Muslim Divorce – An Overview of Divorce in Islam and the Divorce Procedures for such Divorce in Singapore
1. Overview of Muslim Divorce

Singapore’s Syariah Court derives jurisdiction and power from the Administration of Muslim Law Act (AMLA). AMLA provides for various aspects of Muslim life in Singapore for the 15% of Singapore’s resident population that are Muslim (as of 2010 population census).

For example, AMLA provides for the establishment of key Muslim institutions such as the Majlis Ugama Islam Singapore (MUIS) to administer the religious life of Muslims, the Registry of Muslim Marriages and the Syariah Court to deal with Muslim family law disputes. 

2. Muslim Marriages in Singapore

Marriages between Muslim couples are registered separately from civil marriages (i.e. all other non-Muslim marriages) at the Registry of Muslim Marriages. Statistically, there are more Muslim divorces per capita in Singapore; almost 30% of divorces occur in Muslim marriages although Singapore is only 15% Muslim. One reason for this could be that unlike civil marriages, there is no requirement that a Muslim couple be married for at least 3 years before they can file for divorce.

It is widely known that Muslim men are allowed to have more than one wife – such a marriage is called a polygynous marriage. Muslim polygyny is permitted in both legal and religious spheres, but there are certain conditions to be fulfilled before a Muslim man is allowed to marry a second wife in Singapore.

He must be able to provide for the financial, physical and emotional well-being of his wives, have a currently good marriage (he cannot marry a second wife merely because his first marriage was not ideal) and must have specific reasons for having to marry a second wife.

The Registry of Muslim Marriages would decide whether or not to allow the second marriage, and the main criteria for this is that the second marriage be beneficial to all parties (husband, first wife, second wife). This is quite a high standard to meet, which explains why Muslim polygyny is rare in Singapore.

3. Jurisdiction of The Syariah Court



According to Section 35(2) of AMLA, the Syariah Court deals with “actions and proceedings in which all the parties are Muslims or where the parties were married under the provisions of Muslim law”. This clearly includes Muslim marriages and divorces.

The Syariah Court also has jurisdiction over Muslim marriages where one party has renounced Islam during the course of marriage, and marriages that were first registered under the Women’s Charter and subsequently registered under Muslim law at the Registry of Muslim Marriages after one party converted to Islam.

Before acquiring jurisdiction, the Syariah Court must first determine that the parties involved are in fact Muslim. This means that parties cannot merely claim to be Muslim. Note also that the location of marriage does not in itself indicate that a marriage was Muslim. The Syariah Court must look at the substance of the marriage rather than its form to decide whether the marriage conformed to the norms of Muslim law.

When the Syariah Court assumes jurisdiction over divorce proceedings, it would also have jurisdiction to make orders relating to matrimonial properties situated both within and outside Singapore. This is regardless of whether a court in another country also has jurisdiction over the case and the matrimonial properties. However, the Syariah Court has no power to grant personal protection orders (PPOs) or to hear applications for maintenance. These matters are dealt with by the Family Justice Courts.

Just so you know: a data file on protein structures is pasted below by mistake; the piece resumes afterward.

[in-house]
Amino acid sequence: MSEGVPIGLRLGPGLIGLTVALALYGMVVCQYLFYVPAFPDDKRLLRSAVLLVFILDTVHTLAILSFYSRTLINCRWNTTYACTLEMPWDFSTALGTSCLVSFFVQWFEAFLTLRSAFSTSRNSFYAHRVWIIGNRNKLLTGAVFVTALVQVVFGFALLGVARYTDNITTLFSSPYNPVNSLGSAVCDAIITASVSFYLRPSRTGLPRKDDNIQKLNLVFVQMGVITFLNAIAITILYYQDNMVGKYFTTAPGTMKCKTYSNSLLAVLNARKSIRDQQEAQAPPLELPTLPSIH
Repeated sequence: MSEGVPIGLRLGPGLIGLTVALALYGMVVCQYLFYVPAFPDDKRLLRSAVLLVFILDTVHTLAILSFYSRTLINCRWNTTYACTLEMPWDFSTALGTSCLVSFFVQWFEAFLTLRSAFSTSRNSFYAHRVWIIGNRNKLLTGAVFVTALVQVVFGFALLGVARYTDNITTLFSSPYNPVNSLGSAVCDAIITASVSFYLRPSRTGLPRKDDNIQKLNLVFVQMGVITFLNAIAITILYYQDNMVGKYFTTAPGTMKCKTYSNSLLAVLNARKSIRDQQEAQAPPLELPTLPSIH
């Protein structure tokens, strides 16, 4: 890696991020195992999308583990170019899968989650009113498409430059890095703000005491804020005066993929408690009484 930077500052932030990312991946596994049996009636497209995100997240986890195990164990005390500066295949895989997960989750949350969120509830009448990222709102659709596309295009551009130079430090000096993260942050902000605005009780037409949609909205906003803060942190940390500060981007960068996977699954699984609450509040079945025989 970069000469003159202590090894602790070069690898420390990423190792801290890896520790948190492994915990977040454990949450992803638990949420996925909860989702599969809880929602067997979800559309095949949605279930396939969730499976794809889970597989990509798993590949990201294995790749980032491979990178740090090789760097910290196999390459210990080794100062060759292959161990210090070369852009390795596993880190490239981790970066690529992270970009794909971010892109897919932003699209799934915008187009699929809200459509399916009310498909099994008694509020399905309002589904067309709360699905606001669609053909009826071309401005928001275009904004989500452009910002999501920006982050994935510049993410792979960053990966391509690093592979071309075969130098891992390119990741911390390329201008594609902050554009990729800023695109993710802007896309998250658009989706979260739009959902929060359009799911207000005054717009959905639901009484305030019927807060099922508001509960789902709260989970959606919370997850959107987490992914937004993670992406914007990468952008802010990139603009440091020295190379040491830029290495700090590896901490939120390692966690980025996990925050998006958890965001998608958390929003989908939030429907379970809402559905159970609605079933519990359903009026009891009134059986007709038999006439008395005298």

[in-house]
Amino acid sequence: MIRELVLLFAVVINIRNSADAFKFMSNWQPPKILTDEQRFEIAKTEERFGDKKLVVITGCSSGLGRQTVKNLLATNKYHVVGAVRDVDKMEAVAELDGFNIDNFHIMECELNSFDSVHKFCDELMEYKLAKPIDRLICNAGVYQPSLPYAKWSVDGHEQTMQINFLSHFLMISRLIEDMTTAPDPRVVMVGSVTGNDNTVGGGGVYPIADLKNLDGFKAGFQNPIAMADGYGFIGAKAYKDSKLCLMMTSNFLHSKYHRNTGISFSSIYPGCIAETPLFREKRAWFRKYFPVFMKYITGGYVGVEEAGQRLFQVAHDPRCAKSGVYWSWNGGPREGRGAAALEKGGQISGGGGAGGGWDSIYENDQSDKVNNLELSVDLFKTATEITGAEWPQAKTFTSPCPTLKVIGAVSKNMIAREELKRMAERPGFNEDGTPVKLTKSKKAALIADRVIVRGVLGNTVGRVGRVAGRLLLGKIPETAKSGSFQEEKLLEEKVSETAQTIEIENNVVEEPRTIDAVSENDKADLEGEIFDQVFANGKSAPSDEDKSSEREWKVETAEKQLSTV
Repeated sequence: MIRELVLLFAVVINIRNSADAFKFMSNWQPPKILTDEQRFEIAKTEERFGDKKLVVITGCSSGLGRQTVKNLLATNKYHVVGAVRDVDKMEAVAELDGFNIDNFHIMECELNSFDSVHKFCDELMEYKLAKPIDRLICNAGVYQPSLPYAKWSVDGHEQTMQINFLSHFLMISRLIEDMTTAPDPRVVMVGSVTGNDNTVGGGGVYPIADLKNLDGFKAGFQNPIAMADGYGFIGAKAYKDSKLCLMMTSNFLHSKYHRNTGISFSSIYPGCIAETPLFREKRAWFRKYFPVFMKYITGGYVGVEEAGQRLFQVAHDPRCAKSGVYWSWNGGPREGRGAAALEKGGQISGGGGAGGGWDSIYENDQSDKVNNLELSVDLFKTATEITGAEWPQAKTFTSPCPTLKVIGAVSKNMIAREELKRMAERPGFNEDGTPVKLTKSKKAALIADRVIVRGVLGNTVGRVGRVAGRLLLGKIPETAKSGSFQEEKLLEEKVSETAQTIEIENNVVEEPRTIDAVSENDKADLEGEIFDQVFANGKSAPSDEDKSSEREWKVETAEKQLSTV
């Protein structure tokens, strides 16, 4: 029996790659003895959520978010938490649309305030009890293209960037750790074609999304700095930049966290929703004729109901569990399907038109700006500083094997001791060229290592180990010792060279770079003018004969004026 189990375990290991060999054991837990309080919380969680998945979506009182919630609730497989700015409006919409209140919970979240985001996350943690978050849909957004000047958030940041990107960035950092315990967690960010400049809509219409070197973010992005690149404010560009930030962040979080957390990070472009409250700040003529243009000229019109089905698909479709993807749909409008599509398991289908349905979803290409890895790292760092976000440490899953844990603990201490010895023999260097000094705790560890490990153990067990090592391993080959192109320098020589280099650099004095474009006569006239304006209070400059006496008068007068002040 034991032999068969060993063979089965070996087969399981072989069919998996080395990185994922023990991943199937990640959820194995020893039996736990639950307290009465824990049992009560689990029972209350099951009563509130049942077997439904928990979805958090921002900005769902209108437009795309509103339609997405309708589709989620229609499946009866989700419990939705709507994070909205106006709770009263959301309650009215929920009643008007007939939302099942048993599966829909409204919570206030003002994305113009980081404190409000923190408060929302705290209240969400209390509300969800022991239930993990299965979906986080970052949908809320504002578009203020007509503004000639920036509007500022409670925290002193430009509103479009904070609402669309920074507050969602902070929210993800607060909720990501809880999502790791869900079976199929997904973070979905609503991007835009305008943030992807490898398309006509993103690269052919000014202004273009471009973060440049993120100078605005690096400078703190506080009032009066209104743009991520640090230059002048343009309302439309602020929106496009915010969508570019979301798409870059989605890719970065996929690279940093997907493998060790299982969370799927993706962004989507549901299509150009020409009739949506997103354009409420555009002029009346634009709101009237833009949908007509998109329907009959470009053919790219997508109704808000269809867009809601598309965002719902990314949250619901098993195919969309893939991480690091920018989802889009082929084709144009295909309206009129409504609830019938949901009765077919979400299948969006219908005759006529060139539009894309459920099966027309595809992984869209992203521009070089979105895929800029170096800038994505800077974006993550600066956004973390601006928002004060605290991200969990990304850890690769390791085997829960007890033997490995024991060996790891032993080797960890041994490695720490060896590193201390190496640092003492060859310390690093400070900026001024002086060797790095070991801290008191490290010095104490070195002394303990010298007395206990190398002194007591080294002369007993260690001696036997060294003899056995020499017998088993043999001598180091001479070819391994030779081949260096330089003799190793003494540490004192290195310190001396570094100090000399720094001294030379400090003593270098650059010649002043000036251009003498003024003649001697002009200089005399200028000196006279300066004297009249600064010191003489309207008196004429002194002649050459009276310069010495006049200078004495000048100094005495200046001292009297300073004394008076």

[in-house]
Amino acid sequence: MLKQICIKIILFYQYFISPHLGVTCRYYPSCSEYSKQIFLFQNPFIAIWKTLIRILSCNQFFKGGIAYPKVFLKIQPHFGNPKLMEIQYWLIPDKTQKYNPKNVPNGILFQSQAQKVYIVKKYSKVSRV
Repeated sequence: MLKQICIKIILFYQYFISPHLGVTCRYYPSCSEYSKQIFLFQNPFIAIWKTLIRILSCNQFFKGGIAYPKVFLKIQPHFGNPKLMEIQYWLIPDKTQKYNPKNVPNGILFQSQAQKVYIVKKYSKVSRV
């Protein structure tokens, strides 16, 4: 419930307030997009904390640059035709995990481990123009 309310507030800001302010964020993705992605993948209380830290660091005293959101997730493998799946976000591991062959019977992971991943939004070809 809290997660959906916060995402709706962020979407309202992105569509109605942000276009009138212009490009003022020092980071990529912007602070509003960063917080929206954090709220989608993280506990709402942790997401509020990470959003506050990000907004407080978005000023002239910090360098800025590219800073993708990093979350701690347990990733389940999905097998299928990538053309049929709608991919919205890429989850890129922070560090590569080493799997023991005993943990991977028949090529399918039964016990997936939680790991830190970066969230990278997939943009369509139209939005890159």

4. Initiation of Divorce by Husband



Loosely speaking, it is possible to analogize a Muslim marriage to an employment contract where the wife is the “employer” and the husband the “employee”. This is because the wife does not have many duties to fulfill in the marriage except for the main duty of having sexual relations with her husband, while the husband has comparatively more duties to fulfill such as having to maintain his wife and provide for the family. Thus, as the “employer”, the wife would need to prove breach on the part of the “employee” husband before “firing” him. On the other hand, the husband as “employee” need not prove breach and can decide to “quit” whenever he wants.

When a Muslim husband wishes to divorce his wife, he need only pronounce talak on her. Talak means “divorce” in Arabic. The husband need not prove that the wife has done anything wrong; he is allowed to divorce her simply because he no longer wishes to remain married to her. Once the husband pronounces talak, the parties can legally file for divorce at the Syariah Court. Usually, the statement is pronounced outside court, so both parties would have to appear before the Syariah Court within seven days of the pronouncement to provide details and particulars to the court. Thereafter, they would have to register for the Marriage Counselling Programme before they can initiate divorce proceedings.

Note that the husband’s intention in pronouncing the talak is taken into consideration by the Syariah Court. The statement must have been clear and unequivocal, with a real intention of divorce. The husband may divorce his wife three times, and is allowed to take his wife back after the first two pronouncements of talak. If the husband pronounces talak three times, then according to Islamic law he would no longer be allowed to revoke the divorce or to remarry his wife again. The only exception to this would be if his wife marries another man bona fide (“in good faith”). The husband would be allowed to remarry the wife again after the breakdown of this supervening marriage, even if he had previously pronounced talak on the wife thrice.

5. Initiation of Divorce by Wife



As stated above, the wife is the “employer” in the employment contract analogy. This means that she would have to provide reasons before filing for a divorce, like how an employer would usually need to provide reasons before sacking an employee. There are three ways for a Muslim woman to initiate divorce: khuluktaklik and fasakh.

If a Muslim wife wishes to file for divorce and the husband consents to it, the Syariah Court would request for the husband to pronounce divorce (talak) instead. If the husband does not agree to pronounce divorce, parties can agree to a divorce by redemption (khuluk). For this form of divorce, the Syariah Court will assess the amount of payment to be made by the wife in accordance with the status and means of the parties and will order the husband to pronounce a divorce by redemption. After the wife pays the husband the stipulated sum, the divorce can be registered.

Taklik refers to a divorce due to the husband’s breach of express terms. These express terms refer to terms that are stated in a written taklik made at the time of marriage or after marriage (e.g. the Muslim marriage document). Parties are free to stipulate terms as part of their “contract” with each other. Once the wife can prove breach of any of these terms, she would be allowed to leave her husband.